Portland Police officers could have taken cover before trying to arrest Quanice Hayes, an African-American teen shot and killed by Portland police in 2017. That might have prevented Hayes’ death, according to independent experts who reviewed officer involved shootings and in-custody deaths for the city.
Hayes was shot in the head and killed by Portland Officer Andrew Hearst on Feb. 9, 2017, after Hayes moved his hand toward his waistband while crawling toward police. The officer had been told by dispatchers Hayes was a suspect in an armed robbery, though it turned out the gun was a plastic replica. A grand jury decided not to criminally charge Hearst for the shooting.
The California-based OIR Group that reviewed the incident said some of the officers involved made smart tactical decisions, including not getting drawn into a risky foot pursuit with Hayes.
But the experts found problems with officers’ attempt to take Hayes into custody. Officers didn’t take cover behind a police car or ballistic shields that they had available, according to the report, even though they believed Hayes was armed. That exposed position made it more likely an officer would feel threatened and pull the trigger, the consultants concluded.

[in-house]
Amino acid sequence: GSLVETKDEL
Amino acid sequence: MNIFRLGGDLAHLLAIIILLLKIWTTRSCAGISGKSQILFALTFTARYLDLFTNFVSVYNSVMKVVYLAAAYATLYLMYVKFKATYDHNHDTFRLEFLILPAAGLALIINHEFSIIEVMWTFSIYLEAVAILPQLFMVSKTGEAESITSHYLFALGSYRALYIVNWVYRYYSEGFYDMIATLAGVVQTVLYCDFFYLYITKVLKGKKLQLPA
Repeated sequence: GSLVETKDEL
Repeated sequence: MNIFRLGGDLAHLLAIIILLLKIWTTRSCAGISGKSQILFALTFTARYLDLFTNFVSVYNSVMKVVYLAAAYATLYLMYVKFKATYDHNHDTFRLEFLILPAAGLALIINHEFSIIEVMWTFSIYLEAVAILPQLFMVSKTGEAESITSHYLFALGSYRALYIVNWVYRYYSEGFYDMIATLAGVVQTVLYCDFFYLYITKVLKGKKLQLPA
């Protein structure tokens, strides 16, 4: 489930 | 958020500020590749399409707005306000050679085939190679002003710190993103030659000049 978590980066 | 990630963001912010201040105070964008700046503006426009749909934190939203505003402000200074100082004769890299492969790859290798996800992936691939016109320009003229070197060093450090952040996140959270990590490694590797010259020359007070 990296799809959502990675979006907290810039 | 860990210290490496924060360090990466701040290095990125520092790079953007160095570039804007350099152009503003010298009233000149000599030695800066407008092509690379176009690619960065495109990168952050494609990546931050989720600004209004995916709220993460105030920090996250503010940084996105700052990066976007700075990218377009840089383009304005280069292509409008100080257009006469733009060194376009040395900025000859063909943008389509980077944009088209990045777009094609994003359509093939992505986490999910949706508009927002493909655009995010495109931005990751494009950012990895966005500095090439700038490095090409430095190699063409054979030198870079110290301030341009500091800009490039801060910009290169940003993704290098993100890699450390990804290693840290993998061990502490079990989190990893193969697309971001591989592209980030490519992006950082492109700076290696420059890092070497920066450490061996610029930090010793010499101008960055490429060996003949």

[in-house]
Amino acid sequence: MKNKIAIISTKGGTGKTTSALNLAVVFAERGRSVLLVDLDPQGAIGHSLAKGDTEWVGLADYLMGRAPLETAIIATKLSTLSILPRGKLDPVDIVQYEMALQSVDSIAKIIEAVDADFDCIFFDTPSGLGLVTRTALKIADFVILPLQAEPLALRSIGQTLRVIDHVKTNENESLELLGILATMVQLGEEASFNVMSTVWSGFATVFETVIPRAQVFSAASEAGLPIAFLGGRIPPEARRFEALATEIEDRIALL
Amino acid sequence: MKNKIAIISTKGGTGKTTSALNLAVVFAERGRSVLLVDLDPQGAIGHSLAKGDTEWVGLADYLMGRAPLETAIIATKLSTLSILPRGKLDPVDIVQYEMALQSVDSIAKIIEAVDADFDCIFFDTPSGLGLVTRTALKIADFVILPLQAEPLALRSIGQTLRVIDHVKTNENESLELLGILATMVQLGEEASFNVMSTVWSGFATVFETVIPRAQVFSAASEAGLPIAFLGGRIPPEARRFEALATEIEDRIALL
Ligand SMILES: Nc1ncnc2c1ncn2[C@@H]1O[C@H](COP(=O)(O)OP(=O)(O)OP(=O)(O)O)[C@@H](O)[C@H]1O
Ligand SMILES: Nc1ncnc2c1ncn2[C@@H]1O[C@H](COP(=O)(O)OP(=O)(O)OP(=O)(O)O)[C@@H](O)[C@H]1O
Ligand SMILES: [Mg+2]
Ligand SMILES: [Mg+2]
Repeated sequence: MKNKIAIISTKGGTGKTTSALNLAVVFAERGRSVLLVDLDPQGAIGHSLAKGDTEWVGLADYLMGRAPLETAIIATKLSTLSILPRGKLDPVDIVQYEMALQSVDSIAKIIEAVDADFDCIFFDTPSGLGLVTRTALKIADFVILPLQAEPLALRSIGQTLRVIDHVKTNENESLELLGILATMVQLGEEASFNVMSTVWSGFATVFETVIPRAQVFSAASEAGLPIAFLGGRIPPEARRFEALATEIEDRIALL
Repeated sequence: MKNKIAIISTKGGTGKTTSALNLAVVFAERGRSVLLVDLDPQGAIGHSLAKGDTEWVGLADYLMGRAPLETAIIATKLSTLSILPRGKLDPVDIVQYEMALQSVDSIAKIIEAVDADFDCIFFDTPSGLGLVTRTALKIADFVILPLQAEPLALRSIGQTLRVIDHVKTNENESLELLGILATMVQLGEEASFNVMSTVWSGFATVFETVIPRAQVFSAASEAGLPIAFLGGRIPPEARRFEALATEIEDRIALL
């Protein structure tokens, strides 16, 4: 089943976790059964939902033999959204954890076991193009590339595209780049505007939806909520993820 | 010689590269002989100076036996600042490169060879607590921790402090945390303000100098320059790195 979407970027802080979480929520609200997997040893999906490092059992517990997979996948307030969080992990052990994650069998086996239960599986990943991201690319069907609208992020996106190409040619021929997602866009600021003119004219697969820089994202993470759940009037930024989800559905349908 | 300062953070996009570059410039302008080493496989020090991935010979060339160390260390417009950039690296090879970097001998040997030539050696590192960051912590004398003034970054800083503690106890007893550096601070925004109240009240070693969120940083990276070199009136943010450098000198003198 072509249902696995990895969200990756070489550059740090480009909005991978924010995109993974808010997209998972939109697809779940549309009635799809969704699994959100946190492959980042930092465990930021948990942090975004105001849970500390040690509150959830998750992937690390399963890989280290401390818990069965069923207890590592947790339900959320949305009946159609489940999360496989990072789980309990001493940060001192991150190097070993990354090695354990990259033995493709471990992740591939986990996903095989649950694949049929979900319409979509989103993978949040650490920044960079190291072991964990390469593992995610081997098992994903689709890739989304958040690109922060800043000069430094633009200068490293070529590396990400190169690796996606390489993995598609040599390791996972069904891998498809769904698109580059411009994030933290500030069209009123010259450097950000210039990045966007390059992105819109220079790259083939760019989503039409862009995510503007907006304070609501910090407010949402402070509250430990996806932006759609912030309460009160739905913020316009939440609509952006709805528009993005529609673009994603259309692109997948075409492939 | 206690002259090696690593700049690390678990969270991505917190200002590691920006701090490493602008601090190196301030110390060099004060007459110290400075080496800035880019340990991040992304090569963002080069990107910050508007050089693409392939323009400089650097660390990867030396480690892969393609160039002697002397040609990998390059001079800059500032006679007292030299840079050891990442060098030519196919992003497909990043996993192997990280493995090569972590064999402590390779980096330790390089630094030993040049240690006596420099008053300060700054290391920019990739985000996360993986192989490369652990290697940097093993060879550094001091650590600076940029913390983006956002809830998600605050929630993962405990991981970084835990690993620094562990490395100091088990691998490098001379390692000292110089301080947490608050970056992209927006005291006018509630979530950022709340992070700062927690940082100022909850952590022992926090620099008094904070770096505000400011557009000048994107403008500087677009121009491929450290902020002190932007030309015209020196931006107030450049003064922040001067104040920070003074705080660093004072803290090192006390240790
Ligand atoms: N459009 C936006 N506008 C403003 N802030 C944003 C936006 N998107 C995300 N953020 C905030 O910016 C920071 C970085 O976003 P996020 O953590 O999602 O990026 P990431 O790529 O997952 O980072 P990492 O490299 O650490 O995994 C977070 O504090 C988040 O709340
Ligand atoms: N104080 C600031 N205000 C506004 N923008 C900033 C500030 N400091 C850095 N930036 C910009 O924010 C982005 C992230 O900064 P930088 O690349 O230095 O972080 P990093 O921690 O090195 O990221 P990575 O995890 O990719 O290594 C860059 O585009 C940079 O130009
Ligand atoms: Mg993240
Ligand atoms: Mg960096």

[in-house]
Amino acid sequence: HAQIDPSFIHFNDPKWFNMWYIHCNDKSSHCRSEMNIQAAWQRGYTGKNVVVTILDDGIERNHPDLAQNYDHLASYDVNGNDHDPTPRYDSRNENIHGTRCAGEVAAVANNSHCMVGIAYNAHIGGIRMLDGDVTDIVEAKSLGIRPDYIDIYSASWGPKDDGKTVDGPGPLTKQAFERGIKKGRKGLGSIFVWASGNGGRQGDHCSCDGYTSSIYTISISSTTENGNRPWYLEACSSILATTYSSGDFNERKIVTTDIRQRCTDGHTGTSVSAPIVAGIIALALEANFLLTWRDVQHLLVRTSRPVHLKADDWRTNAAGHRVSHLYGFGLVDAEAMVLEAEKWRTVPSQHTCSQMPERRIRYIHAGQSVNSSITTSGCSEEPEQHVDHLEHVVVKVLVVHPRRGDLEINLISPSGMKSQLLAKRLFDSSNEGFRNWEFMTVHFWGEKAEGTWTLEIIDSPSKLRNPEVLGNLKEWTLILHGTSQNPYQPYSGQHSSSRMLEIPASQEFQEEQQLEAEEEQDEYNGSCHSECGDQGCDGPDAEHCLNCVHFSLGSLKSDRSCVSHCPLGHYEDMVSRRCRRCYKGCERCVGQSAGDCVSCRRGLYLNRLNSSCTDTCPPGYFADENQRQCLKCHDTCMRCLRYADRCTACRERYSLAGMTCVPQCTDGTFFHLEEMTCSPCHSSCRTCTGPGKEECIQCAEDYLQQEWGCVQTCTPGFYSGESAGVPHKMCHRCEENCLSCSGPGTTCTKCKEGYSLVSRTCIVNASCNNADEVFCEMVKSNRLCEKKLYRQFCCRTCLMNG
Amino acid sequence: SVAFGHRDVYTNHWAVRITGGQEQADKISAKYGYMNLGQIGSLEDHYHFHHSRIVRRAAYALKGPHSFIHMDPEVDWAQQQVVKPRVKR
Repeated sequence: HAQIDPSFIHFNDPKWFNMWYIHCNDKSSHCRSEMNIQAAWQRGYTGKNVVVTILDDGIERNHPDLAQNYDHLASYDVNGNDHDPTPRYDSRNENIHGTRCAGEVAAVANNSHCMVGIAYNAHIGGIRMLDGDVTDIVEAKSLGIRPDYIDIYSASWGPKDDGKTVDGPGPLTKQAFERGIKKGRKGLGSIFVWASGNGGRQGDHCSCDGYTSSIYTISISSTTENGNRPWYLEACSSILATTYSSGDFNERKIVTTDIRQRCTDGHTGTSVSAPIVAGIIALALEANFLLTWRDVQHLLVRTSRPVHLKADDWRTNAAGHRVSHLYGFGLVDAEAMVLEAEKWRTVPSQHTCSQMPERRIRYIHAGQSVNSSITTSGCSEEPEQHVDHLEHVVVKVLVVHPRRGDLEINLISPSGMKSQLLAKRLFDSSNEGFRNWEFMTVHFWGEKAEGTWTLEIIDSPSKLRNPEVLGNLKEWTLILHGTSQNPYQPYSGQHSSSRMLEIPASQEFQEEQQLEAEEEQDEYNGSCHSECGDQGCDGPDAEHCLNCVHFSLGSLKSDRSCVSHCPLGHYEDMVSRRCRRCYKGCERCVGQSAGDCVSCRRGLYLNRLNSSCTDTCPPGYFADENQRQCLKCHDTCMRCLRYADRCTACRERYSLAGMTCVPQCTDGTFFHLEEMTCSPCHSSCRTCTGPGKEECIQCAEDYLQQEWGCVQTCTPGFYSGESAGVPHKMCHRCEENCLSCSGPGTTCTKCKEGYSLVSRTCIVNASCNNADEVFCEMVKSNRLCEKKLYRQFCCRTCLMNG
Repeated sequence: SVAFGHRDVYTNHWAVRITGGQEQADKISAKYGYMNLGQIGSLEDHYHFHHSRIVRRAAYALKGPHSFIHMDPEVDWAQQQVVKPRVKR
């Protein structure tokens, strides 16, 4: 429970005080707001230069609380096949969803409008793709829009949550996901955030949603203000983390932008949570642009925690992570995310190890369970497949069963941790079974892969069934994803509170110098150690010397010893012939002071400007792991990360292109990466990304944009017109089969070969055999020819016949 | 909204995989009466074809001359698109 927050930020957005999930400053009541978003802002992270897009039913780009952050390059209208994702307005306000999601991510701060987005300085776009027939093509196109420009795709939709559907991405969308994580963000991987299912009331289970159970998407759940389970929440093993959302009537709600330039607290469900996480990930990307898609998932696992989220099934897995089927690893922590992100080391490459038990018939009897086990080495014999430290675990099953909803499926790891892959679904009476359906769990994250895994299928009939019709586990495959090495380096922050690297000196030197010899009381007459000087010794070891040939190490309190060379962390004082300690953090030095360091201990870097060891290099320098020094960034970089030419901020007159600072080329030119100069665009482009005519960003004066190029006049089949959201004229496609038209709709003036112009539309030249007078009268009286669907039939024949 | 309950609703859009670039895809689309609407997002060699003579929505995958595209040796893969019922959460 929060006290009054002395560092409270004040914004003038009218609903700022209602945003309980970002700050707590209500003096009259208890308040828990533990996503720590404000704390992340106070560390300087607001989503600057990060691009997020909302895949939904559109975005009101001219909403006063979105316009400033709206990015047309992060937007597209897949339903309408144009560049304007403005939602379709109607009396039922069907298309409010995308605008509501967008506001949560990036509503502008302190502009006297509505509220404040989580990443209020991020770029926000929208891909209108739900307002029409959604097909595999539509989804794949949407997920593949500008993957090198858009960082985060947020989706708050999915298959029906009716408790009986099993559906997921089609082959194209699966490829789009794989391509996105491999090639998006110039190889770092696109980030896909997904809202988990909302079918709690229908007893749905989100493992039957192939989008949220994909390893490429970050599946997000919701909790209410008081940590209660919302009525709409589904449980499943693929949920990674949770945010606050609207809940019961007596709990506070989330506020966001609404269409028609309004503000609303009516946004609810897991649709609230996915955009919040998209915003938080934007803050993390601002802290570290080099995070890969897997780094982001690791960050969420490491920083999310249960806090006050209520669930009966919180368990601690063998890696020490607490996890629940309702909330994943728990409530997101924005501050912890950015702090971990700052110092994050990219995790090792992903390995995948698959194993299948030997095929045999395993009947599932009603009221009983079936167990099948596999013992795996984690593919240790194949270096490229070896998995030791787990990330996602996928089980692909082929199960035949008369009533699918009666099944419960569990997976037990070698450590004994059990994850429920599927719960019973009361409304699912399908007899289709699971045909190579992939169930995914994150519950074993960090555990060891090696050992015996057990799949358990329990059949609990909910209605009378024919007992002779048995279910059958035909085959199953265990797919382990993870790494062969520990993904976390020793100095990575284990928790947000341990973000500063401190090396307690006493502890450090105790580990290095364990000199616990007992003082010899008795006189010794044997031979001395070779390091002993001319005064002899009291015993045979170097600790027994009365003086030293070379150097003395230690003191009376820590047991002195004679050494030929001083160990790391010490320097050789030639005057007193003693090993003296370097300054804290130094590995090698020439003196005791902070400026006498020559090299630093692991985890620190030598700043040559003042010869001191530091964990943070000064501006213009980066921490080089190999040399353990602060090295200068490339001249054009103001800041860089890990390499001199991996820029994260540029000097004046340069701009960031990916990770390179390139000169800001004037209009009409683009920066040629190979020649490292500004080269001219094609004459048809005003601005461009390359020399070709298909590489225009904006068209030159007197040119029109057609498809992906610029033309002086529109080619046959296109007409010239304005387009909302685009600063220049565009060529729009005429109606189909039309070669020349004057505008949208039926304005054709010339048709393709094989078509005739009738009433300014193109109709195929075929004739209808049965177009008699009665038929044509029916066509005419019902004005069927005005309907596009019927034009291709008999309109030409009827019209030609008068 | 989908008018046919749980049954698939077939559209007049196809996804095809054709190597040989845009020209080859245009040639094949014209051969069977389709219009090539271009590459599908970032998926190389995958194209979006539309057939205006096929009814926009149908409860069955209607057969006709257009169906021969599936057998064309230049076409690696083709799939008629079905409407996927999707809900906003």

The experts made 40 recommendations in the report. They include not placing detailed criminal histories at the beginning of detective files, videotaping interviews in police shooting investigations, and engaging officers involved in more than one deadly force incident to see if patterns between events could be addressed with training.
Hayes’ family sued the city in June 2018, arguing in part that officers shouted contradictory commands at Hayes, making it impossible for him to comply.
“We are pleased to see that the city’s consultants identified the same training issue that we identified in our complaint,” said Jesse Merrithew, the lawyer representing the Hayes family in a lawsuit against the city. “However, we are disappointed in the watered-down nature of the recommendation those consultants make [Recommendation No. 23].”
That recommendation suggests the bureau’s Training Division, Internal Affairs and commanders should analyze police tactics, including police commands.
“No amount of after-incident analysis and consideration would have prevented Quanice’s death,” Merrithew said. “PPB needs to implement policies and training to ensure that whenever they are pointing guns at people, they are giving clear, understandable, direct commands. This should not be complicated or controversial.”
The consultants have said that using the right tactics can reduce an officer’s need to use deadly force, even when they believe a person has reached for a weapon.